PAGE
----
Have these prototypes the same meaning?

Hello Rustaceans,

I'm facing few understanding difficulties here.

Have these prototypes the same meaning :

fn gen_list<F: Fn(&Memo) -> ()>(self: &Self, code: F) {
...
}

and 

fn gen_list2<F>(self: &Self, code: F)
        where F: Fn(&Memo) -> () {
...
}

I also would like to confirm my correct understanding of the first prototype:
-The <F: Fn(&Memo) -> ()> has nothing to do with generics and is a kind of type alias for the type of code argument ?

-Finally: F represents a Fn traits, specialized for a Callable capturing only immutable reference on Memo structure, and returning nothing ?

Best regards.

Yes, these mean the same, it doesn't matter whether bounds are expressed when the generic parameters are declared or in a where clause.

<F: Fn(&Memo) -> ()> has everything to do with generics, since it is declaring a generic type parameter, and requiring it to implement Fn(&Memo) -> (). It isn't a type alias, since it doesn't specify a particular type. F could be a function pointer, a function item (statically referring to a single function so the compiler can optimise calls to it), or a closure type (which could include captured state).

F represents a type that implements the Fn trait with a single argument of type &Memo and a return type of () (which is a type with only a single value, used to indicate that you don't return anything meaningful).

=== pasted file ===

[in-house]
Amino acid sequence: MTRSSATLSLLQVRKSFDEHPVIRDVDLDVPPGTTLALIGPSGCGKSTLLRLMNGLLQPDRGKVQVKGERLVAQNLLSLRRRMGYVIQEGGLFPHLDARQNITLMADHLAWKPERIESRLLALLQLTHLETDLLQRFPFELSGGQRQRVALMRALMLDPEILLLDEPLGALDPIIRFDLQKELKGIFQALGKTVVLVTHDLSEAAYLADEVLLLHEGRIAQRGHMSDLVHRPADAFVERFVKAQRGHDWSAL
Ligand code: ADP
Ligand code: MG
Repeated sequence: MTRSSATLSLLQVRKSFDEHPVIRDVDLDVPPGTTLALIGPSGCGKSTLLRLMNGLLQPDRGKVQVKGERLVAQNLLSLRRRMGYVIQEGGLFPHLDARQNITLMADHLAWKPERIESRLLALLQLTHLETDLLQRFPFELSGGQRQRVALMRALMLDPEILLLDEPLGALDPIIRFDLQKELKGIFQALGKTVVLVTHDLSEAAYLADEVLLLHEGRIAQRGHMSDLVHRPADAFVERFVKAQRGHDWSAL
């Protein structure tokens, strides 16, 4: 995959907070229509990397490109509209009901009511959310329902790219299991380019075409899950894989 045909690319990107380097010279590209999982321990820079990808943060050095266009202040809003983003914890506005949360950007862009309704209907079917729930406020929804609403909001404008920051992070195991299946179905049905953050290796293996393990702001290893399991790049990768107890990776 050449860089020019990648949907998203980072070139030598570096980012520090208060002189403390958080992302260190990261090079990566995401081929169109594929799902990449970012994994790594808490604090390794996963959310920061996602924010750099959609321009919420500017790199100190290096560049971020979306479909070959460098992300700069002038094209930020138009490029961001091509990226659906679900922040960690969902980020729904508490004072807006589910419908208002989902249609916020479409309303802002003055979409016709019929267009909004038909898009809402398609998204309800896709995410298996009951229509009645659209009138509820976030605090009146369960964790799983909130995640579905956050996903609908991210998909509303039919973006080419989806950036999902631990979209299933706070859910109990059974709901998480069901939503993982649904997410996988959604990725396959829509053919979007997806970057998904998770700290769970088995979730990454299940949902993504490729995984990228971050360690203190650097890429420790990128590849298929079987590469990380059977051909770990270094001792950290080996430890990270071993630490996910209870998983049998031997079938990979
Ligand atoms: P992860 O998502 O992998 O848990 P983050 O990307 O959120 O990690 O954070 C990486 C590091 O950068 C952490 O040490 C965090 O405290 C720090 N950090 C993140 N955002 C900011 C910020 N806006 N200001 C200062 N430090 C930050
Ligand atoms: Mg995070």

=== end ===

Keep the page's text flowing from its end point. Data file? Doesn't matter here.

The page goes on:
2 Likes

Thanks for theses explanations ! :+1:

Here's a bunch of ways to shorten the signature without changing the meaning.

// Starting place
fn gen_list<F>(self: &Self, code: F) where F: for<'any> Fn(&'any Memo) -> ()

// Elided lifetimes in `Fn` traits and function pointers is a shorthand for
// functions that accept any valid lifetime
fn gen_list<F>(self: &Self, code: F) where F: Fn(&Memo) -> ()

// `<TypeVar: Bound>` is shorthand for `<TypeVar> ... where TypeVar: Bound`
fn gen_list<F: Fn(&Memo) -> ()>(self: &Self, code: F)

// `()` is the return type if none is specified
fn gen_list<F: Fn(&Memo)>(self: &Self, code: F)

// `&self` is shorthand for `self: &Self`
fn gen_list<F: Fn(&Memo)>(&self, code: F)

Someone may come along and mention one more:

fn gen_list(&self, code: impl Fn(&Memo))

But it's actually not the same as no one can name the monomoprhized F type anymore. (There may or may not be more differences in the future.)

Playground.

3 Likes

Thanks, that's helpful to have step by step evolution :slightly_smiling_face: